the vastness of it all. She had never dreamed her brother owned so
much. When she was at school it would be something to tell her
classmates, something she could boast about: how large her brother’s
ranch out west was. But now she was going to have to live here!
The wagon pulled to a stop before a good sized house. It wasn’t a
typical ranch style house for it had been built as a farm house long
before Norman’s great-uncle Hiram had begun his ranch. Two stories
high, and nearly surrounded by shade trees, the house looked pleasant
and inviting to weary travelers. At least it did to Norman. His sister
gave it a scornful look and turned up her pert nose.
“Welcome home, Orlena,” Jenelle smiled brightly. “I’m sure you must be
tired from your trip, so let me show you to your room. Your trunks
arrived yesterday, and I had Hardrich take them right up. I didn’t have
time to unpack for you, but I thought you might enjoy doing that
later.” As Jenelle spoke, she led the way into the cool front room and
up the stairs to a small but cozy and quite comfortable room. It was a
corner one with windows on two sides looking out over the barn yard on
the one side and a large field on the other.
Still silent, Orlena walked about her new room, noticed the light
curtains tied back with bits of pink ribbon, the bed with its patchwork
quilt and the rag rug beside it, noticed also the small closet and
toilet stand in one corner and the chair and writing table in another.
Everything had been made as dainty and pretty, as clean and neat as her
sister-in-law’s hands could make things. Yet, in her eyes, when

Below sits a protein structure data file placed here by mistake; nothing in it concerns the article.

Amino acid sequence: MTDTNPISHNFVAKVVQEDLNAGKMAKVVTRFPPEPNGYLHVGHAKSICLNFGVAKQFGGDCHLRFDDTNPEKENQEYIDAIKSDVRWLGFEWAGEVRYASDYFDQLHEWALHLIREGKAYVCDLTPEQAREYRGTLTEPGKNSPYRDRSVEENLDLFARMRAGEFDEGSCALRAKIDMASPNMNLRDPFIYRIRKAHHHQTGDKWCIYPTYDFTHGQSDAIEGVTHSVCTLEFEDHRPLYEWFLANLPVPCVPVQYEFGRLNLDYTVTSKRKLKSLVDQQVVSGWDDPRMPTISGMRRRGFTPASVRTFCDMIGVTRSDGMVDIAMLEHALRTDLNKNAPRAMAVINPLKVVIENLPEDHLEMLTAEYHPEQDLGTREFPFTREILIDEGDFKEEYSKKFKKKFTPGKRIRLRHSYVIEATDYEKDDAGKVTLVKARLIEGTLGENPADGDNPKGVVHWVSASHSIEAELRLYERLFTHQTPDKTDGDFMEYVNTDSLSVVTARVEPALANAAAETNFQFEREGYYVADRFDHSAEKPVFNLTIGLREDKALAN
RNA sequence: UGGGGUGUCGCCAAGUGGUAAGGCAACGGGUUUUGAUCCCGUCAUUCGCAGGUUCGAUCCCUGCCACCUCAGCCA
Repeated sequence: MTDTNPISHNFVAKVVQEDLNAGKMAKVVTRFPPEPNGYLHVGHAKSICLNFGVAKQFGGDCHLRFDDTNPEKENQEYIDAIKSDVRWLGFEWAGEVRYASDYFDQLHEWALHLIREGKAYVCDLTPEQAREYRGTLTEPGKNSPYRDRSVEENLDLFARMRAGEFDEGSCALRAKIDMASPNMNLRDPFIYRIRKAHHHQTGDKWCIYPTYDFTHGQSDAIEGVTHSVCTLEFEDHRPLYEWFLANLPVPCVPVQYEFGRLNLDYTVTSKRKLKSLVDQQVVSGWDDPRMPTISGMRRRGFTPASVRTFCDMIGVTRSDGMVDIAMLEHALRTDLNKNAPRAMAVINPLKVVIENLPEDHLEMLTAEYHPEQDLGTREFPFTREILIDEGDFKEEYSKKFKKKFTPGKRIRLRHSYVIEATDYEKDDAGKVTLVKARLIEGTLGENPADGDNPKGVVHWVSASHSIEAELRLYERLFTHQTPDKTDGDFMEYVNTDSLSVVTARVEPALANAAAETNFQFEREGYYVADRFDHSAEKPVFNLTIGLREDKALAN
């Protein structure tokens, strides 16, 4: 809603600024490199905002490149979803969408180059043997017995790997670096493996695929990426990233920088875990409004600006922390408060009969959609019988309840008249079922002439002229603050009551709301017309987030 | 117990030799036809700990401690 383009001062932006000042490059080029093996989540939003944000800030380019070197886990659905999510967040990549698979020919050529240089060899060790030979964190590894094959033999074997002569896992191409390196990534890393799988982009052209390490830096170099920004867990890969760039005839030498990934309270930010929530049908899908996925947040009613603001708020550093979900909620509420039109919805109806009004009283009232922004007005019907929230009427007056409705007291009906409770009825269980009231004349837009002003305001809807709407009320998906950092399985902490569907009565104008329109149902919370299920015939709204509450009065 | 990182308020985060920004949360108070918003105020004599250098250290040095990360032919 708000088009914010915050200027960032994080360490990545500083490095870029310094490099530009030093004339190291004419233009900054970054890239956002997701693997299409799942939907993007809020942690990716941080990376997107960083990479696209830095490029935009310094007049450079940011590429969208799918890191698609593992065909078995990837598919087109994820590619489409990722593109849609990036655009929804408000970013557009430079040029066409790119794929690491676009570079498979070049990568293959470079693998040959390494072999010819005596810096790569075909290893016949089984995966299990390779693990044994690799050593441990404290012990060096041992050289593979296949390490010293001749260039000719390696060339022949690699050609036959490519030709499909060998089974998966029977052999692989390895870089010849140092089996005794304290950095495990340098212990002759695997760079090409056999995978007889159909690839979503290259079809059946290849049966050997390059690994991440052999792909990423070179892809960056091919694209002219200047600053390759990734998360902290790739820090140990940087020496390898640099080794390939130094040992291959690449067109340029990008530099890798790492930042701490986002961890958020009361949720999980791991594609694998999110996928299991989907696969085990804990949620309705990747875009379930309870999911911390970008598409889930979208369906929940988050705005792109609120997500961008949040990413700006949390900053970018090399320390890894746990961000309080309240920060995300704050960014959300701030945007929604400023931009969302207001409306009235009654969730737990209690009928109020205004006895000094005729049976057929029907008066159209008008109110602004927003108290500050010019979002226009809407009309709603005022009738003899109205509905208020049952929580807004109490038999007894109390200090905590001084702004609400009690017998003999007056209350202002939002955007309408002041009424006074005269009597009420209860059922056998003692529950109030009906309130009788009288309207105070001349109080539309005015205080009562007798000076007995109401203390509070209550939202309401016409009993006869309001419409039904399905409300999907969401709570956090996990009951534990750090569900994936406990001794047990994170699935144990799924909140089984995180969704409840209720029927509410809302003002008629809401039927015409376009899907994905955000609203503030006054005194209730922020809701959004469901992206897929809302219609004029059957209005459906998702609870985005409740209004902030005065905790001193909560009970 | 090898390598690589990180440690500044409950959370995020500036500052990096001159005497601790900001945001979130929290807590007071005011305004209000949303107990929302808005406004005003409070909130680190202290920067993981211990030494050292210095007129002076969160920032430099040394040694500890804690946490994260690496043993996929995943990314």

compared to the splendor of what she had left only that morning, Orlena
thought she might as well have been sent to sleep in the barn!
She didn’t say these things, only thought them, but her expressive face
betrayed somewhat of her inner feelings. Jenelle didn’t speak either
but watched this young girl with feelings of deepest pity and love.
Coming in with Orlena’s bags, Norman set them down and said, turning to
his wife, “I’m hungry, what is smelling so good downstairs?”
Jenelle laughed, “Your supper. Mrs. Carmond kindly lent me Flo for the
day to get ready for you both. She made supper so that I might meet you
at the station. But, Dear, you should freshen up a bit before we eat.”
“That does sound pleasant. Orlena, we’ll leave you to do the same.” “If
you need anything, just call me,” Jenelle added gently before shutting
the door after them. Alone in their own room on the other side of the
house, Jenelle looked thoughtful. “Norman,” she began at last. “Hmm,”
came the somewhat distracted response. “Orlena seems very quiet. I
don’t think she has said more than two words since your arrival on the
Vigorous splashes of water from the washstand, where Norman was busy
washing the dust of travel off his face, prevented any reply. Jenelle
continued, “Does Orlena talk much or is she always quiet?”
Turning abruptly, unmindful of the water running down his face and
dripping onto the floor, Norman stared at his wife. “Talk?” he gasped.
“Does she talk? She can talk faster than I can rope a calf! And once
she starts, she doesn’t stop!” Then, suddenly realizing the mess he was
making, he grabbed a towel and buried his face in it.
“I predict,” he added a moment later, looking at his wife in the mirror
as she perched schoolgirl fashion on the bed and leaned against the
post, “that in a few days you’ll be wishing she would stop talking so
you can think.” Jenelle only smiled.
Any questions you want answered? I only have one more part written.
Should I post it next Friday or something else?
Should I post it next Friday or something else?